The Loss Of The Creature

1768 Words8 Pages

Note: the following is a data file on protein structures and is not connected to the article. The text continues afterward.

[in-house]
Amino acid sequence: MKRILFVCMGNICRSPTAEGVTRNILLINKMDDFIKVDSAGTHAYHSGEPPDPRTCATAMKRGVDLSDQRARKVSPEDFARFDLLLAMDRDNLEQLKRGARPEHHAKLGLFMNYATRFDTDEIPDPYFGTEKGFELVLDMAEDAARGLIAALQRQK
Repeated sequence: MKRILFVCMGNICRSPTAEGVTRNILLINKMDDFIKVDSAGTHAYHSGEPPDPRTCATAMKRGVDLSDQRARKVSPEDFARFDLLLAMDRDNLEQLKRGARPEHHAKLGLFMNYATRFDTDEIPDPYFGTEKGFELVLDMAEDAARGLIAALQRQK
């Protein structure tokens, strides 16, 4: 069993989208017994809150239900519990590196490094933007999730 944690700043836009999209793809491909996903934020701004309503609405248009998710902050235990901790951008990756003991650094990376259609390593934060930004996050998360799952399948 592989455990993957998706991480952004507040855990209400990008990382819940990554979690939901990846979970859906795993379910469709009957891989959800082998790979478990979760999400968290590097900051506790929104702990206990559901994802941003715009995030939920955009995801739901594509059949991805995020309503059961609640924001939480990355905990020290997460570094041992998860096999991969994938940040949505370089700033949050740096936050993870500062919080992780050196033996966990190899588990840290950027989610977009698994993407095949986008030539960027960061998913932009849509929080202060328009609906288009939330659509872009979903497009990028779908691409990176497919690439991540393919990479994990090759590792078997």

The word common can mean many things: widespread, general, ordinary. There is nothing difficult about the word common. So how do we define the common reader? It would be a reader that does not question any theory, but accepts it as being right. In “The Loss of the Creature” by Walker Percy, the common reader might not be able to understand the depths of the concepts shown to him. To explore this, we can start with the title. These are the first words people read. When the common reader glances at the title, he may see just the literal meaning – it is an essay about a creature, some sort of animal, maybe. Instead, he comes across a piece of work that has nothing to do with animal life. The title to the common reader has no relation to the essay. To them, the whole essay talks about different ways of how to experience events and properly learn from them. 1. When Percy uses the example of the tourist going to the Grand Canyon, the common reader would not have a problem. The tourist “visits his travel bureau, looks at the folder, and signs up for a two-week tour. He and his family take the tour, see the Grand Canyon, and return to Boston” (482). As a common reader I would think that the tourist experienced the Grand Canyon. The man traveled there and took a whole tour. What more do you want from him? It is a canyon that is a National Landmark. The man could have gone off the trail, but he still explored the canyon. What is the problem here? The second example would make it easier to comprehend for the common reader. When Percy brings up the couple that travel through Mexico and get lost, he shows clearly what was wrong with their experience. As the couple come across an Indian village they “know at once that this is “it.” They are entranced” (485). It is easy to assume that the couple did something wrong because of the style of writing. Give an example, explain
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